As shown in Fig 3(A) and 3(B), a larger weighting factor probably is a cause to increase the main objective term, where the objective value needs to be smaller. We consider that a relatively smaller weighting factor (λ < 10^{−7}) correctly works, especially in Fig 3(A). On the whole trends in Fig 3(A)–3(F), there was no clear trend of the main objective regarding the weighting factor. The tendency to the regularization term is relatively intuitive, in particular for the soft objective, the quantization error decreases as the weighting coefficient increases.

## Experiments with image databases

This section evaluates our proposal on image recognition tasks with the following image datasets: *Birds* [34] and *Butterflies* [35] provided by Ponce Group.

The Birds dataset consists of 600 images categorized into six bird species, where each category has 100 images. The Butterflies dataset has 619 images of seven different butterflies. Each category has about 40 to 130 images. The above two datasets are composed of visually similar images.

In the experiments with the above datasets, we used the same parameter setup except for numbers of training images to construct a codebook and a discriminant model.

We used SURF [5] as the local feature framework. To extract SURF features, we followed the dense sampling strategy [36], which SURF features were described from the intersection points of the lattice of six pixels intervals, with multiple scale regions, 16, 20, 24, and 28 pixels for each point, where each image was resized so that the long side was 300 pixels. Each SURF feature was projected to 8-dimensional space by the Principle Component Analysis before constructing a codebook and encoding an image feature [37].

To construct a codebook, clustering samples were the SURF features extracted from 10 images from each category for the Birds and 5 images from each category for the Butterflies, where we decided about 10% of the smallest number of images of their categories. The codebook sizes of the five different patterns *K* = {16, 32, 64, 128, 256} were used. The termination criterion for the k-means and the GMM was set to 30 iterations because they do not converge sometimes. For our proposal, the termination criterion was set to 2,000 evaluations of the objective function. Gaussians of the GMM and our proposal with soft objective were assumed to diagonal covariance. The weighting factor of our objective was set to λ = 10^{−9}. The k-means and ours with hard objective were used for the VLAD encoding, and the GMM and ours with soft objective were used for the FV encoding. Here, the dimensionality of image signatures depends on an experimental setting, for example, the number *K* of clusters and the number *d* of the dimension of local features. As introduced in the literature review section, the dimensionality becomes *Kd* for the VLAD and *K*(2*d* + 1) for the FV. Furthermore, the VLAD and the FV have 2, 048 and 4, 352 features when *K* = 32 and *d* = 8.

The SVM with the linear kernel, implemented in [26], was used as a discriminant model. The number of training images for each category was {30, 40, 50} for the Birds and {20, 30, 40} for the Butterflies. The training images were randomly selected, and the rest images were used for the test. The recognition accuracy was the ratio of the number of correctly recognized images for the number of test images. We measured by the average over five different training and test images.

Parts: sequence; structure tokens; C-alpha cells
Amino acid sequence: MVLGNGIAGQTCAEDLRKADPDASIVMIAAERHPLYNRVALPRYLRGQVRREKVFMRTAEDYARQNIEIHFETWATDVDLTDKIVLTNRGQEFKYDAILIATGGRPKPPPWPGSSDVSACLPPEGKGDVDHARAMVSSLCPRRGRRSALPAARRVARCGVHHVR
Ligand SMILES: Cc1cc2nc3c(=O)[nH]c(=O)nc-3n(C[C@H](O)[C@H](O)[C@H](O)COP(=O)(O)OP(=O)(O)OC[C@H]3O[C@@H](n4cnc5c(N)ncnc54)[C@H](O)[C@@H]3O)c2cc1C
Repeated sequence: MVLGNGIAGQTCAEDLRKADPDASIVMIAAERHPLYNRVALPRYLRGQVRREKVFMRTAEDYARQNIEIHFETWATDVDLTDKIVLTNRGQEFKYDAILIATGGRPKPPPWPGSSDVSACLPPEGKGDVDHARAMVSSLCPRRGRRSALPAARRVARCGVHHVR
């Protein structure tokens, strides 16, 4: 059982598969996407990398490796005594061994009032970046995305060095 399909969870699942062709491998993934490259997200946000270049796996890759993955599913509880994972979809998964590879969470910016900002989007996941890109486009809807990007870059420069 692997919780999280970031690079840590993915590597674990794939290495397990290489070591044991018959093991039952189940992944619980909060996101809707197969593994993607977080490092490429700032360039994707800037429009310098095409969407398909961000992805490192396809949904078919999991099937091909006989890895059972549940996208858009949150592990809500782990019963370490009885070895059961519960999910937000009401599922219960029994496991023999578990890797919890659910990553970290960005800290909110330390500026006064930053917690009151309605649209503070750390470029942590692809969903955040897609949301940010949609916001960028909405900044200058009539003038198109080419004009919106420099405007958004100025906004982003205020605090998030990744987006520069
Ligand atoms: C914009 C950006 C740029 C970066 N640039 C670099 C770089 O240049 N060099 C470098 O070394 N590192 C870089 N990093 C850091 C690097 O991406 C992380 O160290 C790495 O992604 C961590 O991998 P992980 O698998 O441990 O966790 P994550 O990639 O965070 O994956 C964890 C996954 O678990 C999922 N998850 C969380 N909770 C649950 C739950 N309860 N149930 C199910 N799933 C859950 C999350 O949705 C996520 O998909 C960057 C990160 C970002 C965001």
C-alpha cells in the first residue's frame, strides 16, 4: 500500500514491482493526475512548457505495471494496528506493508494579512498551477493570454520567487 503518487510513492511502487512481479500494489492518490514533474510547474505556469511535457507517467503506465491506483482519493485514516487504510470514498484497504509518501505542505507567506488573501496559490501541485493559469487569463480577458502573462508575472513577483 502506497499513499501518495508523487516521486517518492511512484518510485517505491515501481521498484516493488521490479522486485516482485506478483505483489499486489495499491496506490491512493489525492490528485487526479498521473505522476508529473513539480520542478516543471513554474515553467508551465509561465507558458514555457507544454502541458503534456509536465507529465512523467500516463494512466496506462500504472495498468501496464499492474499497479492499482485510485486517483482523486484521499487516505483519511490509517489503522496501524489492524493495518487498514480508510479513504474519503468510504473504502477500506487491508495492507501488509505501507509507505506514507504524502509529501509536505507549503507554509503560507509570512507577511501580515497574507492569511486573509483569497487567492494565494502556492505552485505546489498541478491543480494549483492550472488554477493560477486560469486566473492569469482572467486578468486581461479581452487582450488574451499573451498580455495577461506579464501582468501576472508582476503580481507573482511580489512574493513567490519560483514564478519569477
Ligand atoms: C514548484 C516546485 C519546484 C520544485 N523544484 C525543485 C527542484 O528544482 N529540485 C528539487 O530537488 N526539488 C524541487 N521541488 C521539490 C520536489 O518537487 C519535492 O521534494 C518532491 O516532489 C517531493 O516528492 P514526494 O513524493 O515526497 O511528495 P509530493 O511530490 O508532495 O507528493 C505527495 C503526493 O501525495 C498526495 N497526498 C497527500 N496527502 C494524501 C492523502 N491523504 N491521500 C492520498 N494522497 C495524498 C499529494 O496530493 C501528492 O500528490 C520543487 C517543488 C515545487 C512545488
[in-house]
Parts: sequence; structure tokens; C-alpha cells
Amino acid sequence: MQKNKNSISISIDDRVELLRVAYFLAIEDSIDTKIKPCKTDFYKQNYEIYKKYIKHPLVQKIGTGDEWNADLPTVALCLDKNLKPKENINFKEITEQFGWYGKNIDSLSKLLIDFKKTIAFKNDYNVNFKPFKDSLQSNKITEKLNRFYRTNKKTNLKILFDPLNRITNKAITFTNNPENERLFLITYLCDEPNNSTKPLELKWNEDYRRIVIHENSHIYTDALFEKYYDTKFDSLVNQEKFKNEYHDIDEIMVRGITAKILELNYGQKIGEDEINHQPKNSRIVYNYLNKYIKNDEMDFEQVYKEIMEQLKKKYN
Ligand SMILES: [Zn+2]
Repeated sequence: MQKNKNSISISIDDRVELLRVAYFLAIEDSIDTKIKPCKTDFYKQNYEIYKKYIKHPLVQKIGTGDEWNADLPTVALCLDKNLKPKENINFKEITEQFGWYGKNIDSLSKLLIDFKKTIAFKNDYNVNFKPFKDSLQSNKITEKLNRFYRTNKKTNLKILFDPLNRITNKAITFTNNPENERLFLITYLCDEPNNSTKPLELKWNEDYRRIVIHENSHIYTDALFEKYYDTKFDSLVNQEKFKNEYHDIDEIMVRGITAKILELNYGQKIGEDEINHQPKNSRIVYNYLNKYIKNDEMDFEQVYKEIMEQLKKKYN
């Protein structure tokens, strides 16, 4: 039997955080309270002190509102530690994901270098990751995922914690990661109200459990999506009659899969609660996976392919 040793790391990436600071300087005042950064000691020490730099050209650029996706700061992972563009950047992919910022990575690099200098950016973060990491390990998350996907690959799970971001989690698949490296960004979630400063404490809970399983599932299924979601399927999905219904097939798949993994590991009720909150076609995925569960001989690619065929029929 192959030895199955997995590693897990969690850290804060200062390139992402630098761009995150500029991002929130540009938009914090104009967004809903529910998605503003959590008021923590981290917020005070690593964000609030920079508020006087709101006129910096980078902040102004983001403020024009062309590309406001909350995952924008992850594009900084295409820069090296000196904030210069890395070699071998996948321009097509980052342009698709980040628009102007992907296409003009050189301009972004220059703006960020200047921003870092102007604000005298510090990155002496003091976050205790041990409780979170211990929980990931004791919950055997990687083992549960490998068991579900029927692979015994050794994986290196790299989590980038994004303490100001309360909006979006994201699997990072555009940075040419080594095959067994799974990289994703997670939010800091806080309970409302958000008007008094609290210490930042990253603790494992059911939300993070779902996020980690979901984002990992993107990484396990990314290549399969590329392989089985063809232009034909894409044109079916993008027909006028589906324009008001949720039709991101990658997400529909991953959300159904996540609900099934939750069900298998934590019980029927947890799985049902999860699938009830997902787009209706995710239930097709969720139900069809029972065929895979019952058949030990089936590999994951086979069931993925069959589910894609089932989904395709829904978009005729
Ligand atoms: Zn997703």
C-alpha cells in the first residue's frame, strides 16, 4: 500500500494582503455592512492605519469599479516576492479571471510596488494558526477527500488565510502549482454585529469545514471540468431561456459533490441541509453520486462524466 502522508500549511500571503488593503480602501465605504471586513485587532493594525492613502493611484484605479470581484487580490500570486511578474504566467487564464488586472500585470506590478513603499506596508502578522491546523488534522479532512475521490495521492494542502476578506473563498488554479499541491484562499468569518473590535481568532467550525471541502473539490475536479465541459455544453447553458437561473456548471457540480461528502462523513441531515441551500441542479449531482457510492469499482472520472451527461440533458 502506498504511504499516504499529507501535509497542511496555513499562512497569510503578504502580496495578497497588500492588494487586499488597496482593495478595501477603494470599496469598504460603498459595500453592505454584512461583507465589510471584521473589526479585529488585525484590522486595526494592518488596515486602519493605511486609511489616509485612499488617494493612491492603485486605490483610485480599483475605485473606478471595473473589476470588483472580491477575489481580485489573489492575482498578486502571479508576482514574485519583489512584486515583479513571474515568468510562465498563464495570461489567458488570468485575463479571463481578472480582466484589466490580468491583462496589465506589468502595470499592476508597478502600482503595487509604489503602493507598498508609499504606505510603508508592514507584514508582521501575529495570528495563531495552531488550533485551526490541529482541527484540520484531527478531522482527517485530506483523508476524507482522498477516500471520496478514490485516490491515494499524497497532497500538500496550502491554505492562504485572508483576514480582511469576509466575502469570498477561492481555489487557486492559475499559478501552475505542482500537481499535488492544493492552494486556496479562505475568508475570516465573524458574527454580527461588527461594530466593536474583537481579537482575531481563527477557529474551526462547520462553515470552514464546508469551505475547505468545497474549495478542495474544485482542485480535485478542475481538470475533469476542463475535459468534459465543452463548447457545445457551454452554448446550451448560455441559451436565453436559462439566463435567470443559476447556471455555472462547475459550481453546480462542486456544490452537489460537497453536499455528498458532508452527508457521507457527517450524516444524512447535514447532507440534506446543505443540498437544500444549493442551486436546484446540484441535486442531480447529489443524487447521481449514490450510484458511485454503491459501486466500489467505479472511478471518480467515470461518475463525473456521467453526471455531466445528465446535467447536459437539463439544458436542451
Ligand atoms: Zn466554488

Figs 4 and 5 respectively show the average recognition accuracies of the VLAD and the FV on the Birds dataset. Tables 4 and 5 show the detailed values (mean accuracy and standard deviation over the five trials) corresponding to Figs 4 and 5. For the results of Fig 4, the baseline, the VLAD with the k-means codebook, and the VLAD with our hard objective showed similar performances regardless of the parameters such as the number of training images and the codebook sizes. As discussed in the numerical analysis section, the hard objective mainly performs to finely tune mean positions, the k-means and our hard objective clustering potentially construct similar codebooks. Table 6 shows the objective values of the codebooks used in Fig 4. When the codebook size is not greater than 64, the hard objective showed significantly better objectives compared with the k-means objectives. However, when the codebook size is greater than or equal to 64, they showed almost the same objectives. The k-means is possible to construct suitable clusters from the perspective of the variance of prior probabilities, regardless of the size of the clustering sample set or the codebook size, as shown in Fig 4. The hard objective might have difficulty to effectively optimize codebook for large clustering sample set or large codebook sizes, as discussed in the qualitative comparison in the numerical section. On the other hand, the FV with our soft objective often showed better performances compared with the FV with the GMM codebook, especially when the codebook size is 128. When the codebook size was small, *K* = 16 and *K* = 32, there is no significant difference of the recognition performances of the baseline and the FV with the soft objective. For the larger codebook size, the FV with the soft objective performed better accuracies. Moreover, our soft objective with a relatively larger codebook size was more effective for the case that training image set is smaller compared with the test image set. The highest mean recognition accuracy was achieved when the codebook size was 64, 128, and 128 respectively for 30, 40, and 50 training images per category. Therefore, an increase in the codebook size does not necessarily lead to improving recognition performance, the codebook size *K* = 64 or *K* = 128 might be enough for the Birds dataset. Table 7 shows the objective values of the codebooks used in Fig 5. In contrast to the trend of the objective values of the hard objective, the soft objective could maintain the better values, shown in Table 7, even when the codebook size is increased. As with the discussions in numerical analysis, the soft objective is able to construct a suitable codebook, from the perspective of the variance of prior probability, even in image recognition tasks. When comprehensively comparing the results of the VLADs in Table 4 and the FVs in Table 5, the FV with our soft objective (*K* = 64) showed the best accuracy of 68.71 when the training images were 30 for each category. The FV with ours (*K* = 128) also showed the best accuracies as follows: 71.56 for 40 training images and 74.13 for 50 training images.